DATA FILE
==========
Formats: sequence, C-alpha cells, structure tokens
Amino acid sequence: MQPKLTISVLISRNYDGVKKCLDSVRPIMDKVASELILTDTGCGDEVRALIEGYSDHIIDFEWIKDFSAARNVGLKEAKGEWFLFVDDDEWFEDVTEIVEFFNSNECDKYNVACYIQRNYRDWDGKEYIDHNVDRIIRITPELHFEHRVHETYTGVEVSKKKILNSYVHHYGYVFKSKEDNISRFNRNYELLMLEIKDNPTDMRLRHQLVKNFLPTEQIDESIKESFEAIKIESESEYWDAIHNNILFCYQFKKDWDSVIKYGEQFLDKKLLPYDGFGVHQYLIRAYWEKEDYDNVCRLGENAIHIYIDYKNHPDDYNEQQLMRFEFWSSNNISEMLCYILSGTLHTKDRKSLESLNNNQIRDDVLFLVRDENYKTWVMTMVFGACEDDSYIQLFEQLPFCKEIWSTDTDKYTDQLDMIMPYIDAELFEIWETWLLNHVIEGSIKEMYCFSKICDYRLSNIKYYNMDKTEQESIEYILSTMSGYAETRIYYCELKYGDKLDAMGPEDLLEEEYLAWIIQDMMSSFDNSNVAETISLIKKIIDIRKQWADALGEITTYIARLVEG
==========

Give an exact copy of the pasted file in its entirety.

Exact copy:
Formats: sequence, C-alpha cells, structure tokens
Amino acid sequence: MQPKLTISVLISRNYDGVKKCLDSVRPIMDKVASELILTDTGCGDEVRALIEGYSDHIIDFEWIKDFSAARNVGLKEAKGEWFLFVDDDEWFEDVTEIVEFFNSNECDKYNVACYIQRNYRDWDGKEYIDHNVDRIIRITPELHFEHRVHETYTGVEVSKKKILNSYVHHYGYVFKSKEDNISRFNRNYELLMLEIKDNPTDMRLRHQLVKNFLPTEQIDESIKESFEAIKIESESEYWDAIHNNILFCYQFKKDWDSVIKYGEQFLDKKLLPYDGFGVHQYLIRAYWEKEDYDNVCRLGENAIHIYIDYKNHPDDYNEQQLMRFEFWSSNNISEMLCYILSGTLHTKDRKSLESLNNNQIRDDVLFLVRDENYKTWVMTMVFGACEDDSYIQLFEQLPFCKEIWSTDTDKYTDQLDMIMPYIDAELFEIWETWLLNHVIEGSIKEMYCFSKICDYRLSNIKYYNMDKTEQESIEYILSTMSGYAETRIYYCELKYGDKLDAMGPEDLLEEEYLAWIIQDMMSSFDNSNVAETISLIKKIIDIRKQWADALGEITTYIARLVEG